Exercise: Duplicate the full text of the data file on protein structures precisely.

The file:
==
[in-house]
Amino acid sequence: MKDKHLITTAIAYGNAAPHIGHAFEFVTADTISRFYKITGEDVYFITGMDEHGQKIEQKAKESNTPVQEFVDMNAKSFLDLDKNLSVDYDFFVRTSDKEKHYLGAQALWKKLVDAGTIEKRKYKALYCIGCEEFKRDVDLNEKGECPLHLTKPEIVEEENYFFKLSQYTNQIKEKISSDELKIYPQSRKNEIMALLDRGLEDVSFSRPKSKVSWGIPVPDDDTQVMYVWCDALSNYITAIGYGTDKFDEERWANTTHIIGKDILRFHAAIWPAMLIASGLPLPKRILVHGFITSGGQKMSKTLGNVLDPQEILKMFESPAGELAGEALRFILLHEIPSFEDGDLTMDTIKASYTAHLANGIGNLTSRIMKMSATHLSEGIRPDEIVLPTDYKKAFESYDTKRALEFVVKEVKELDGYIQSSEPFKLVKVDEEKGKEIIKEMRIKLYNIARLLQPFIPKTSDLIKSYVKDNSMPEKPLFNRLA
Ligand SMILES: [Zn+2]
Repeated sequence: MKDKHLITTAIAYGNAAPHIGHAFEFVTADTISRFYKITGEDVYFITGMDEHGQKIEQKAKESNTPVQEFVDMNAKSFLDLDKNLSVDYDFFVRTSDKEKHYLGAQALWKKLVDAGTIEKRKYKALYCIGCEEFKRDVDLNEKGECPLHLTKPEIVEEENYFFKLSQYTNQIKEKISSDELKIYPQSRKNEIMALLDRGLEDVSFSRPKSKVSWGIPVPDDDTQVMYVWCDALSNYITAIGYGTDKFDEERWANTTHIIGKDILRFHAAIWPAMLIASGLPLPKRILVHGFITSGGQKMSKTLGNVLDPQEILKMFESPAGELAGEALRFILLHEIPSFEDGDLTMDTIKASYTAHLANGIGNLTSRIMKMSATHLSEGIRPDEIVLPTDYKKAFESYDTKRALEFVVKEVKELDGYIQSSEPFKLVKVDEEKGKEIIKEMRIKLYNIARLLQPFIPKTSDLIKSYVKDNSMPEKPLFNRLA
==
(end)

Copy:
[in-house]
Amino acid sequence: MKDKHLITTAIAYGNAAPHIGHAFEFVTADTISRFYKITGEDVYFITGMDEHGQKIEQKAKESNTPVQEFVDMNAKSFLDLDKNLSVDYDFFVRTSDKEKHYLGAQALWKKLVDAGTIEKRKYKALYCIGCEEFKRDVDLNEKGECPLHLTKPEIVEEENYFFKLSQYTNQIKEKISSDELKIYPQSRKNEIMALLDRGLEDVSFSRPKSKVSWGIPVPDDDTQVMYVWCDALSNYITAIGYGTDKFDEERWANTTHIIGKDILRFHAAIWPAMLIASGLPLPKRILVHGFITSGGQKMSKTLGNVLDPQEILKMFESPAGELAGEALRFILLHEIPSFEDGDLTMDTIKASYTAHLANGIGNLTSRIMKMSATHLSEGIRPDEIVLPTDYKKAFESYDTKRALEFVVKEVKELDGYIQSSEPFKLVKVDEEKGKEIIKEMRIKLYNIARLLQPFIPKTSDLIKSYVKDNSMPEKPLFNRLA
Ligand SMILES: [Zn+2]
Repeated sequence: MKDKHLITTAIAYGNAAPHIGHAFEFVTADTISRFYKITGEDVYFITGMDEHGQKIEQKAKESNTPVQEFVDMNAKSFLDLDKNLSVDYDFFVRTSDKEKHYLGAQALWKKLVDAGTIEKRKYKALYCIGCEEFKRDVDLNEKGECPLHLTKPEIVEEENYFFKLSQYTNQIKEKISSDELKIYPQSRKNEIMALLDRGLEDVSFSRPKSKVSWGIPVPDDDTQVMYVWCDALSNYITAIGYGTDKFDEERWANTTHIIGKDILRFHAAIWPAMLIASGLPLPKRILVHGFITSGGQKMSKTLGNVLDPQEILKMFESPAGELAGEALRFILLHEIPSFEDGDLTMDTIKASYTAHLANGIGNLTSRIMKMSATHLSEGIRPDEIVLPTDYKKAFESYDTKRALEFVVKEVKELDGYIQSSEPFKLVKVDEEKGKEIIKEMRIKLYNIARLLQPFIPKTSDLIKSYVKDNSMPEKPLFNRLA